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Congress as a whole makes laws. When Bills are addressed they must
meet the approval of both the House and the Senate in order to become
a Law, and then the President can always veto it. Congress also deals
with matters of public concern be it something that needs to be
investigated or something that needs to be put before the public to
Congress is made up of two parts: The Senate and the House of
Representatives. Each is granted different powers and
responsibilities. The Senate has the power to approve treaties
proposed by the president as well as confirming the president's choice
for judges, cabinet members and other officials.(Burns, 308) It also
has the power to perform hearings, after the House has voted to
impeach a president or federal judge.
The House of Representatives has the authority to propose taxes, but
the Senate must approve the bill first. In the House of
Representative, the Speaker has a lot more say in how things are run
than Senate leaders, who have to rely on persuasion to manage
business.(Burns, 306) The House members form committees and
subcommittees to debate issues.
"Congress tends to have more power in domestic than foreign affairs."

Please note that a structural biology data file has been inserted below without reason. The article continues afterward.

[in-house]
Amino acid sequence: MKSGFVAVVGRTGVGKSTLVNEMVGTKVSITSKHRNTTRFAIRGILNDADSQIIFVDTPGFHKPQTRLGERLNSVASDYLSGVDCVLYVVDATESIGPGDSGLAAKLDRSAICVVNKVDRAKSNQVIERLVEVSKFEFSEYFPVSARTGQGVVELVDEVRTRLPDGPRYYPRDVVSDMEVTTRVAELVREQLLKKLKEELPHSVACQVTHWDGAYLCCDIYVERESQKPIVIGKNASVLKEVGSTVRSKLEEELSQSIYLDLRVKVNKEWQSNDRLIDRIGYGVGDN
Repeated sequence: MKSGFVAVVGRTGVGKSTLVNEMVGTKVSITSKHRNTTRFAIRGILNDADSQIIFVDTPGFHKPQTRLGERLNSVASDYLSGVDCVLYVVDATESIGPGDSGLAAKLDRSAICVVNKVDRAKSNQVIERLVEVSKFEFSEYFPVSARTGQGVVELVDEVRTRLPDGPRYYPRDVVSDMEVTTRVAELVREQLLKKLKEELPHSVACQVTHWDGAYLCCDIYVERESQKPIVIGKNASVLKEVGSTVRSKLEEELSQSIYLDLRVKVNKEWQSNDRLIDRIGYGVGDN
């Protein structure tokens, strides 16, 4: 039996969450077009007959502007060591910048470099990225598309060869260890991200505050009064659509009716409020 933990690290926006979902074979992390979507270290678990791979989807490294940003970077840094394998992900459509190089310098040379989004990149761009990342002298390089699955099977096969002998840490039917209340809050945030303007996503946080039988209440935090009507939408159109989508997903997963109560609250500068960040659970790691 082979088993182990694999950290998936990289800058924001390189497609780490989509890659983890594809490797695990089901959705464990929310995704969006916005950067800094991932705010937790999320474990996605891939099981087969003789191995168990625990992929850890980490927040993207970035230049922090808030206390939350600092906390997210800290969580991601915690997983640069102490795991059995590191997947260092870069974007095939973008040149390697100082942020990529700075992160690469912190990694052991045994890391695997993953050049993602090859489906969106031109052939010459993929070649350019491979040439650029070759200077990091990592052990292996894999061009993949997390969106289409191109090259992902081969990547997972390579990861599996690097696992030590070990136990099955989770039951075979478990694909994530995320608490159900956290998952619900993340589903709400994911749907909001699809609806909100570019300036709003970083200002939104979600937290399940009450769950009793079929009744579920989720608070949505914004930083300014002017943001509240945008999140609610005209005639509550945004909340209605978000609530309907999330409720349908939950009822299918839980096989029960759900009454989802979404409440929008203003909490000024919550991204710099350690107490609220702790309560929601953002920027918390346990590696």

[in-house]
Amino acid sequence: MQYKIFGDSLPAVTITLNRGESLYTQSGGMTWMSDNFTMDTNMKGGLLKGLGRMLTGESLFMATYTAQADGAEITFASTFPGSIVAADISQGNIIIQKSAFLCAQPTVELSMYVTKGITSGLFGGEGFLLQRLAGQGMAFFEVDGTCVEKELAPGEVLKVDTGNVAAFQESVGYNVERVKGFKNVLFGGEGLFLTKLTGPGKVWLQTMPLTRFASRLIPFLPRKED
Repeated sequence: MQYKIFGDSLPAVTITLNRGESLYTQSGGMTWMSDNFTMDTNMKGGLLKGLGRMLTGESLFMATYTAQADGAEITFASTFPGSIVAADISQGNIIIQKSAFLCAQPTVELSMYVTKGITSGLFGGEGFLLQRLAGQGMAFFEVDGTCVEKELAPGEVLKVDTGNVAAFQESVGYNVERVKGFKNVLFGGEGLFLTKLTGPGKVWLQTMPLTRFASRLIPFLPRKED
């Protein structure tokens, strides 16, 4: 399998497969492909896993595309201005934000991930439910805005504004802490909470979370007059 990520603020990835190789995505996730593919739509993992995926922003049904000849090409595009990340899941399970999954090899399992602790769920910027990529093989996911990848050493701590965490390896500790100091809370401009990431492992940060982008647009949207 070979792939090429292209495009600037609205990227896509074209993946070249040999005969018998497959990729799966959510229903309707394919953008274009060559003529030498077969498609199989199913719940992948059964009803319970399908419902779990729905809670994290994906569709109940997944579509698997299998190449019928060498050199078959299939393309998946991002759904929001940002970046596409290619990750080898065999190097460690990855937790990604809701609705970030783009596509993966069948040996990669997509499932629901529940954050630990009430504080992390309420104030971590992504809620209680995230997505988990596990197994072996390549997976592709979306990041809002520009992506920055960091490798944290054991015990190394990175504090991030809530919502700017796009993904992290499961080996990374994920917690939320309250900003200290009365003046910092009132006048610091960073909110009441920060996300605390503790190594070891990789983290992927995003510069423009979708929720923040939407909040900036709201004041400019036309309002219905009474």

(Sell Lecture Notes, p.6) Congress shares responsibility with the
president in declaring war, negotiating treaties with other countries
and proving funds for soldiers and weapons. This is when conflicts
come to head. The Vietnam War is a perfect example of this conflict,
when the President waged war without a formal declaration of war from
Congress. Because of this Congress then passed the War Powers Act in
1973. (Sell Lecture Notes, p.2)
The Presidency has many responsibilities and powers. This position
requires the management of the Country by implementing the laws,
nominations of officials, grant pardons, serve as Commander-in-Chief
of the military, veto lows passed by Congress, and negotiate treaties.
The President is also responsible proposing yearly budgets and helping
boost economic development.
The many divided tasks between Congress and the Presidency has made it
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is what the framers of the Constitution was relying on when they
divided the powers and responsibilities so that checks and balances
were put in place for all three branches of the government. (Burns,
329) Examples of issues in conflict are decisions on how health
insurance should be reformed and Social Security policies.
Burns, James. Government by the People. New Jersey: Prentice Hall,
Young, William D.. Source Readingsfor American Government. Orlando:
Harcourt Brace & Company, 1999.
Sell, T.M. Lecture Notes. Congress and The Presidency.